1. Anticipatory Set

    Review the issues students care about from the Blue Sky Activity of the previous day. Ask the students to name the issues that seem to show up most often on the class brainstorm (e.g., pollution, kindness, hunger). Tell the students that today they are going to focus on the biggest issues on this chart and match them with people in the community who care about those issues.

  2. Have the students bring their interview sheets to sit on the floor in front of a display of the "Good/Improve chart" from the Blue Sky Activity. Review the chart. Then write on individual index cards the areas to improve (e.g., "pick up trash," "plant flowers on the playground," "food for hungry children."). Next, ask students to share the answers to question 3 on their interview sheets. Depending on the age and/or ability of your students, you may have to read the interview sheets and share with the class. Write any new ideas for improvement on index cards. Display these cards on a board or chart paper.

  3. Show the students printouts of images of a variety of community helpers. (See Bibliographical References.) Ask them to identify the community helpers (firefighter, librarian, maintenance worker, teacher, police officer).

  4. Ask students to name community helpers who might be connected to the issues printed on the index cards.

  5. With student help, match the community helper images with the index cards of the issues. You’ll be creating a chart that matches issues with community helpers. There can be more than one person to an issue.

  6. Label the community helpers with index cards. If there are not images for all the community helpers, write their titles on cards to match (e.g., food bank worker). When appropriate, point out which of the community helpers are performing philanthropy to improved the community.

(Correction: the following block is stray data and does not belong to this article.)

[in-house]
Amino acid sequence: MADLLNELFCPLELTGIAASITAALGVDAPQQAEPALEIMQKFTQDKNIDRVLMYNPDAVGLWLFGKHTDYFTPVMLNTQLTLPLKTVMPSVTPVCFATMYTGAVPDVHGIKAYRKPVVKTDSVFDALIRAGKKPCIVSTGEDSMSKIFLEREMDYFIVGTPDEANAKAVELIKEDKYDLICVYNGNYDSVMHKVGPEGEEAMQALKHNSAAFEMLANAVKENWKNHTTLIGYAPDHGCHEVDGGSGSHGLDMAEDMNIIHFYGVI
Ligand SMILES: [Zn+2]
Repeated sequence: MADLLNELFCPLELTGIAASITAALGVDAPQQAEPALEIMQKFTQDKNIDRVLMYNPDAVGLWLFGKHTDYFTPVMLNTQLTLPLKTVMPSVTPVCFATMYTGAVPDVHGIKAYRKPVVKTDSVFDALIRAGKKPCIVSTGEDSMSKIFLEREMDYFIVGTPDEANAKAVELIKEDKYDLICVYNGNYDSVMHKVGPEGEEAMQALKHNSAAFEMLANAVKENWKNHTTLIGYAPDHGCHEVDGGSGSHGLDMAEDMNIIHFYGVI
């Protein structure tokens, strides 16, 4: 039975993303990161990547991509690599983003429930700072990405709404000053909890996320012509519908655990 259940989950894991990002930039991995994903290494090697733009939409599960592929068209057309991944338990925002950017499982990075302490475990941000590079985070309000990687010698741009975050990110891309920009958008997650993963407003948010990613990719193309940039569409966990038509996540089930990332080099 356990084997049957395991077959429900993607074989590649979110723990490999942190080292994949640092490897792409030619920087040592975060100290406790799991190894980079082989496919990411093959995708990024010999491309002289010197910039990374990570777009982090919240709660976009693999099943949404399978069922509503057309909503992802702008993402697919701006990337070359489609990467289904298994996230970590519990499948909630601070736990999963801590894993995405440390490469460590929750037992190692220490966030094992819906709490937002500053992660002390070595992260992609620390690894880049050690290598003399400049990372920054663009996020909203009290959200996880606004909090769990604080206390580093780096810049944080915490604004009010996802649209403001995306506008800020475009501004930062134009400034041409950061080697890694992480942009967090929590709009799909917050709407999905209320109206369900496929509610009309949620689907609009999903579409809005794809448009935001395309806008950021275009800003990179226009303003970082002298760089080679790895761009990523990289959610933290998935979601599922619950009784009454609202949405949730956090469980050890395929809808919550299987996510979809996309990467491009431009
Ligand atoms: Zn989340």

7. Explain to the students that they are going to complete the matching chart by illustrating it. Tell them that they will either draw or make a collage picture of an issue or community helper to illustrate the chart. Ask for volunteers or assign the images needed to complete the chart.

  8. After each student has an issue or community helper assignment, have them return to their desks to create the imagery for the chart.

  9. When their work is finished, put it all together on chart paper or butcher paper, matching issues and possible community helpers for that issue. Be creative!

  10. When it is complete, meet as a group to talk about the final product.

  11. Guide a discussion about the issue they would like to address to beautify or improve their neighborhood/community. They do not need to come to a consensus about the issue or project until the next lesson, but this discussion should start narrowing their choices.


Teacher observation of student participation. Observe how students analyze data gathered and interpret graph/chart created. Observe students' ability to effectively match community helper to community need.